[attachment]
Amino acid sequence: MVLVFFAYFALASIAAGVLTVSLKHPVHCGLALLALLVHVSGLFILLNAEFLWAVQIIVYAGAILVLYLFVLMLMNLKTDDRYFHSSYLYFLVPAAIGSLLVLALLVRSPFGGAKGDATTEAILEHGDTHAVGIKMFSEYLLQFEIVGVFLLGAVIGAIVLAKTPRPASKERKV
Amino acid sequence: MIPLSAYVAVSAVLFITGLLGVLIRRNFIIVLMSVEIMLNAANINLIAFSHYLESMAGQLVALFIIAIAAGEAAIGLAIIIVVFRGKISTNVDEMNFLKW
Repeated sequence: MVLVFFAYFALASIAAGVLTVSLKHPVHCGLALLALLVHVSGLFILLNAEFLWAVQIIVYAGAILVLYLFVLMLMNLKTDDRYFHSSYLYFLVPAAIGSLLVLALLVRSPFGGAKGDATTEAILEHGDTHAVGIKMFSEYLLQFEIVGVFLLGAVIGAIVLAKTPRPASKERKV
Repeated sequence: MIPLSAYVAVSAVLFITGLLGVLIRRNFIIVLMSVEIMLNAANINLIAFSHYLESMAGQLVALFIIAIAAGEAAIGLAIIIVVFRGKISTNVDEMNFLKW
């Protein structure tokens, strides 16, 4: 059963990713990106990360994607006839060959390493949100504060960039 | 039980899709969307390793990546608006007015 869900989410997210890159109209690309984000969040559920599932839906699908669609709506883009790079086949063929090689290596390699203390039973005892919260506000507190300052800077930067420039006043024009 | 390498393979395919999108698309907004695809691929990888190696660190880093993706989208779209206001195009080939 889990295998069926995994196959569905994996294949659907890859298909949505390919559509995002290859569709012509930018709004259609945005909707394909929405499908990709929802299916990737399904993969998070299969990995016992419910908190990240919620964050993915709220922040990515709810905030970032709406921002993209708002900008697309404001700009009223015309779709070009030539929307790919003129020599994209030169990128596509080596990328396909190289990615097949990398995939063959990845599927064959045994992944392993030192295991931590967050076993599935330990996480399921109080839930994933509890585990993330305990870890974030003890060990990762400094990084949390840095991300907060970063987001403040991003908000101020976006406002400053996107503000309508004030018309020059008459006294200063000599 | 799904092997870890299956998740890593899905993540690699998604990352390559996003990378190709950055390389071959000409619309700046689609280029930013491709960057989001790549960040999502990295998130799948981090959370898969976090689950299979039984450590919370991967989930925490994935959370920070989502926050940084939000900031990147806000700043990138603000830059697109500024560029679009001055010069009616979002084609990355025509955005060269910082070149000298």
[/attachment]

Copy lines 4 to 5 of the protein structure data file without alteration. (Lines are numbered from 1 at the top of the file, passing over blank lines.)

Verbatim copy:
Repeated sequence: MIPLSAYVAVSAVLFITGLLGVLIRRNFIIVLMSVEIMLNAANINLIAFSHYLESMAGQLVALFIIAIAAGEAAIGLAIIIVVFRGKISTNVDEMNFLKW
């Protein structure tokens, strides 16, 4: 059963990713990106990360994607006839060959390493949100504060960039 | 039980899709969307390793990546608006007015 869900989410997210890159109209690309984000969040559920599932839906699908669609709506883009790079086949063929090689290596390699203390039973005892919260506000507190300052800077930067420039006043024009 | 390498393979395919999108698309907004695809691929990888190696660190880093993706989208779209206001195009080939 889990295998069926995994196959569905994996294949659907890859298909949505390919559509995002290859569709012509930018709004259609945005909707394909929405499908990709929802299916990737399904993969998070299969990995016992419910908190990240919620964050993915709220922040990515709810905030970032709406921002993209708002900008697309404001700009009223015309779709070009030539929307790919003129020599994209030169990128596509080596990328396909190289990615097949990398995939063959990845599927064959045994992944392993030192295991931590967050076993599935330990996480399921109080839930994933509890585990993330305990870890974030003890060990990762400094990084949390840095991300907060970063987001403040991003908000101020976006406002400053996107503000309508004030018309020059008459006294200063000599 | 799904092997870890299956998740890593899905993540690699998604990352390559996003990378190709950055390389071959000409619309700046689609280029930013491709960057989001790549960040999502990295998130799948981090959370898969976090689950299979039984450590919370991967989930925490994935959370920070989502926050940084939000900031990147806000700043990138603000830059697109500024560029679009001055010069009616979002084609990355025509955005060269910082070149000298």